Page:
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Member State authorities cannot withdraw residence permits without giving reasons even if the reason is “TOP SECRET”

The Court of Justice of the European Union has decided in two cases concerning Hungary in its judgments in joined cases C-420/22 and C-528/22, published on 25 April 2024.

The underlying facts of the decision are as follows: two third-country nationals, one Turkish and one Nigerian, have been legally resident in Hungary for several years. One of them is the spouse of a woman of Hungarian nationality, with whom she is raising a child whose citizenship is Hungarian. The other person lives with his Hungarian partner and their two children, who are also Hungarian citizens. In 2020 and 2021, the Hungarian Constitution Protection Office issued two unsubstantiated statements stating that the presence of these third-country nationals in Hungary poses a threat to national security, however, the authority encrypted the data on which it relied on when adopting these resolutions. Consequently, the National Directorate-General for Aliens Policing was obliged to withdraw the permanent residence card of the first person and to order him to leave Hungary. It was also obliged to reject the application for a national permanent residence permit submitted by the second national referred to above. Neither the authority nor the persons concerned could have gained access to the confidential data on which the initial decisions were based.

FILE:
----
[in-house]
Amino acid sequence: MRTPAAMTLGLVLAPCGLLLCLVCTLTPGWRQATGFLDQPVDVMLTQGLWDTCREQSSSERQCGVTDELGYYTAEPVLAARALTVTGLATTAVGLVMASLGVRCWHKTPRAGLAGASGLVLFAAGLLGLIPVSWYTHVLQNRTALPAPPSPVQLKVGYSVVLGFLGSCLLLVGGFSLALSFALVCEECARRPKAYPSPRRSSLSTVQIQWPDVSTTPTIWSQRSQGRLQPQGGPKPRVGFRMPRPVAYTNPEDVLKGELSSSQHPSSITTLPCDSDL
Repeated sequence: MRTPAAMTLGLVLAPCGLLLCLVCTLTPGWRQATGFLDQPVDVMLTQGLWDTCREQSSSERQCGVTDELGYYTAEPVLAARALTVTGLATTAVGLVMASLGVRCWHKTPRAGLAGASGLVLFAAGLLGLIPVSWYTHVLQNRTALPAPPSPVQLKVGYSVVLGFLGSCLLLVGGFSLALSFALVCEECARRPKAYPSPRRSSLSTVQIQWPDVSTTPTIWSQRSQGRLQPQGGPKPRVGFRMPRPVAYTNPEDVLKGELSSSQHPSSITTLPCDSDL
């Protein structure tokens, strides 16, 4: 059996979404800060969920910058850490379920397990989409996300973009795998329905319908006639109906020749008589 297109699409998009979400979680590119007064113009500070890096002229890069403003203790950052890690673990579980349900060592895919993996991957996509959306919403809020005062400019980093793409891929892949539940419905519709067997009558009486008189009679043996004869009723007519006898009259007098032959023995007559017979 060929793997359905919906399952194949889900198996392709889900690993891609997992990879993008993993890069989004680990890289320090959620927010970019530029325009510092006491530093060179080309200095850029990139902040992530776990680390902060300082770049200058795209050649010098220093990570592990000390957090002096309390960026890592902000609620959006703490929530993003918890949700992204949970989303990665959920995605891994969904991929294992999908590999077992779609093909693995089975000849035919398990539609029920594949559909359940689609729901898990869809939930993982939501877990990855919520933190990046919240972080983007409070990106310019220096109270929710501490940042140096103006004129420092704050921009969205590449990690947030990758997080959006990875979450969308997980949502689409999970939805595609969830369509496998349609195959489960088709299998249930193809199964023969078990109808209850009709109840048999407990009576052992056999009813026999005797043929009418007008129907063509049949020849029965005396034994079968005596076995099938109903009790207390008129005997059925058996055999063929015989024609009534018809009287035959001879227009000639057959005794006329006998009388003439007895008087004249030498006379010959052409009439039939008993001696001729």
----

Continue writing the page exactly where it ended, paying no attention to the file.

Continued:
The Szeged Regional Court, to which both persons had submitted an action against the decision of the National Directorate-General for Aliens Policing, referred questions to the Court of Justice of the European Union (CJEU) on the compatibility of the Hungarian legislation with EU law.

The CJEU ruled that the Hungarian law is contrary to EU law if it requires national authorities to withdraw the residence permit of a family member of an EU citizen on grounds of national security, based on an unjustified opinion of a competent authority, or to refuse to issue a residence permit to the latter, without the latter having been able to carry out a thorough examination of the relevant individual circumstances and the proportionality of their decision.

Lastly, EU law precludes national legislation that prevents a family member of an EU citizen from whom a residence permit has been withdrawn or refused based on confidential data from being informed of the substance of the reasons on which those decisions are based and from using such data in administrative or judicial proceedings.